This is set out in a recent UWV report about the job market for academics. Recent graduates of eight different degree programmes have ‘very good’ prospects on the job market. Besides econometrists, a bright future is beckoning for e.g. dentists, fiscal economists, computer scientists and teachers of languages and science subjects.
Little cause for complaint
The alumni of these programmes generally manage to land a job in no time, are quickly offered an open-ended contract and earn a relatively high income. Falling just short of this top tier are newly graduated physicians, mechanical engineers and innovation managers, who also have little cause for complaint.
UWV’s news for Humanities and Arts masters, archaeologists, historians and anthropologists is less reassuring. These graduates are rarely offered a permanent position and it also takes them far longer to secure a decent living (i.e. at least three days a week of paid work and a reasonable salary).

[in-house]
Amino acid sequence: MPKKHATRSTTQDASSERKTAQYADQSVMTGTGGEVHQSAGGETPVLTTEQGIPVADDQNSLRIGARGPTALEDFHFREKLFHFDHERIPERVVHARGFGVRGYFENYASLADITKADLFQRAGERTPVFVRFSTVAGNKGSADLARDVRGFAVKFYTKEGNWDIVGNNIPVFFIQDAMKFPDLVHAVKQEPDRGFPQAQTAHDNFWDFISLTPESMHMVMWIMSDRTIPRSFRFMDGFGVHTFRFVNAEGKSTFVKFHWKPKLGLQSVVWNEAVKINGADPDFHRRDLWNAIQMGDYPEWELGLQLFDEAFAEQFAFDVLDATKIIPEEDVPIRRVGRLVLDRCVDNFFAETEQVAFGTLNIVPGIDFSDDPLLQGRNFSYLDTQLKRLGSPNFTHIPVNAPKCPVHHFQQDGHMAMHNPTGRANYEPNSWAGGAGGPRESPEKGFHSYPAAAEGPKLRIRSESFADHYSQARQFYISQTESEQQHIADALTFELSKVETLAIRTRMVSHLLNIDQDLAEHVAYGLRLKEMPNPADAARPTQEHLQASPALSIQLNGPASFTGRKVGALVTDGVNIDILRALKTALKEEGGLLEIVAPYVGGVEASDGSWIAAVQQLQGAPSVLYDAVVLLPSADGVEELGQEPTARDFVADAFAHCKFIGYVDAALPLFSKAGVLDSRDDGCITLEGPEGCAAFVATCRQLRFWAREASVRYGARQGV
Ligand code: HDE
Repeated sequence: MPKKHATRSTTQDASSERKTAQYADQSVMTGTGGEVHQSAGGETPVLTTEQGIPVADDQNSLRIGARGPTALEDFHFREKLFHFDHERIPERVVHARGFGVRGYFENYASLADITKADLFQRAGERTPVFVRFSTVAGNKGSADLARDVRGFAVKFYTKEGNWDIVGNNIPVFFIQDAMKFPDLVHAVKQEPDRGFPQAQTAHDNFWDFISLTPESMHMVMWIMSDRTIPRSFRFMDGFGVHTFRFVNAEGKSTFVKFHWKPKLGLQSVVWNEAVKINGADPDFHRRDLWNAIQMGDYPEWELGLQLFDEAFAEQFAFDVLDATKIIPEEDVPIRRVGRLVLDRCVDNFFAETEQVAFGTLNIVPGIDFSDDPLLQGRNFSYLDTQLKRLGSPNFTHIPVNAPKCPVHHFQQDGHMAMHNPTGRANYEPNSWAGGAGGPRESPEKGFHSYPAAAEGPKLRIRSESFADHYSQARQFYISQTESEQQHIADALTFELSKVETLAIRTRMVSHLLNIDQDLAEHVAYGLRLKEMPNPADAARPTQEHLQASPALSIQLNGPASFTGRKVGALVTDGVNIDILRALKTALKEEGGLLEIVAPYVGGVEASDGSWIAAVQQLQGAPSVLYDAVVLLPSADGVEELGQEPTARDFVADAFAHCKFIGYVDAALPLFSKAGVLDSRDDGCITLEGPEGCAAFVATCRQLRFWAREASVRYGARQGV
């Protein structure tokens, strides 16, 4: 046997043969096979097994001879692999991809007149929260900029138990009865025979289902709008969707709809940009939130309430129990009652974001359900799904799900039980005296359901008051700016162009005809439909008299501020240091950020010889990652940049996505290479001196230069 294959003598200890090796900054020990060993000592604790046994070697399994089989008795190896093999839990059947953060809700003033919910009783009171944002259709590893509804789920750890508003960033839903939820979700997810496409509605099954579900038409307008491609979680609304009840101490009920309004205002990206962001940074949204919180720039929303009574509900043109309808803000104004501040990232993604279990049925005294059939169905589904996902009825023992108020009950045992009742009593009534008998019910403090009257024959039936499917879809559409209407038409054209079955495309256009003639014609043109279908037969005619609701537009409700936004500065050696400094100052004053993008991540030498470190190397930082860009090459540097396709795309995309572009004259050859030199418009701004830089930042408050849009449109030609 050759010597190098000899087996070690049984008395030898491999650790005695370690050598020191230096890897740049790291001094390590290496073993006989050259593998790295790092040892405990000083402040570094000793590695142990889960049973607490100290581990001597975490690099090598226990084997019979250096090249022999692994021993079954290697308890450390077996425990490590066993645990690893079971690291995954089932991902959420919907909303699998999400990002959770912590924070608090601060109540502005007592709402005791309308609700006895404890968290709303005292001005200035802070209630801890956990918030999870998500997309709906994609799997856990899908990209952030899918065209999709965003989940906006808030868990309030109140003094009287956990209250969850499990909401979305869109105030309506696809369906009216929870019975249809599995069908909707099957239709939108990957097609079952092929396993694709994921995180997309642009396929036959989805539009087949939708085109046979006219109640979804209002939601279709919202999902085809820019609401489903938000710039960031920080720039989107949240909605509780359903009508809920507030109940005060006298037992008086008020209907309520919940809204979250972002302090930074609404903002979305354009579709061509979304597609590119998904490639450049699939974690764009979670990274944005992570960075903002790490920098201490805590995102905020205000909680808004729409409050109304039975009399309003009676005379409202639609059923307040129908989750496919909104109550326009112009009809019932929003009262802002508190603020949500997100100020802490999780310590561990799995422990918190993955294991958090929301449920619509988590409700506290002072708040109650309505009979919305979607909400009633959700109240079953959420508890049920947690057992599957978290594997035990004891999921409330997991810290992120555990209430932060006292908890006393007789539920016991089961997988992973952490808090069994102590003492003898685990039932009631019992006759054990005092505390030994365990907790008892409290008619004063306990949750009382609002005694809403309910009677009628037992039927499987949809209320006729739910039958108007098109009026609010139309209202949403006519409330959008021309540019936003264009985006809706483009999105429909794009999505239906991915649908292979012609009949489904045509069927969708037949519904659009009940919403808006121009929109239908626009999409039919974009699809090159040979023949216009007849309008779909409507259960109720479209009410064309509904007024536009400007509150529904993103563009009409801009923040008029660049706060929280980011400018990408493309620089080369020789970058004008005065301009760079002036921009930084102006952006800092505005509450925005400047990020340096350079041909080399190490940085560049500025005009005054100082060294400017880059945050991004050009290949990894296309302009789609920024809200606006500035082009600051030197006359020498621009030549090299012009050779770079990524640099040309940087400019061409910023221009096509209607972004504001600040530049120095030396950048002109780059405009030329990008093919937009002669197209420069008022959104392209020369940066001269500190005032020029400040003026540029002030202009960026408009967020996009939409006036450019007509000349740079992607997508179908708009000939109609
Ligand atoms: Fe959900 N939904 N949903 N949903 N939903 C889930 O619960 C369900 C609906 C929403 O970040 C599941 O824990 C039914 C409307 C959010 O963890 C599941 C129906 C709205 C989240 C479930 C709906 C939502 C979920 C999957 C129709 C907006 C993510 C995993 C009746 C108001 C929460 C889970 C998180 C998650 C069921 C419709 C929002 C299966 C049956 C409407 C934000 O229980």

The report is based on research performed by the Elsevier weekly and the SEO research bureau, with UWV making its own analyses of the results. The actual research data were sourced from Statistics Netherlands (CBS). The study is not based on a sample survey, but on an analysis of all graduates.
On the up
The benefits agency also reviewed the graduates’ position in the job market ten years on. Once again, dentists are firmly in the lead, and the same applies to a number of other degree programmes where graduates enjoyed a comfortable starting position from the get-go. The only group to drift out of the top 8 after a decade are university-trained teachers, according to UWV.
The report continues to paint a rather grim picture for programmes at the bottom of the ranking. For example, Arts graduates, archaeologists and cultural scientists continue to enjoy limited career development in the longer term. Remarkably enough, the job market position of neuroscientists also deteriorates to ‘very poor’ over the course of a decade.
International Relations and International Law are the odd ones out: while recent graduates apparently fall behind at the start of their careers – generally immersing themselves in various internships and diplomatic programmes – they make up this lost ground over the next few years.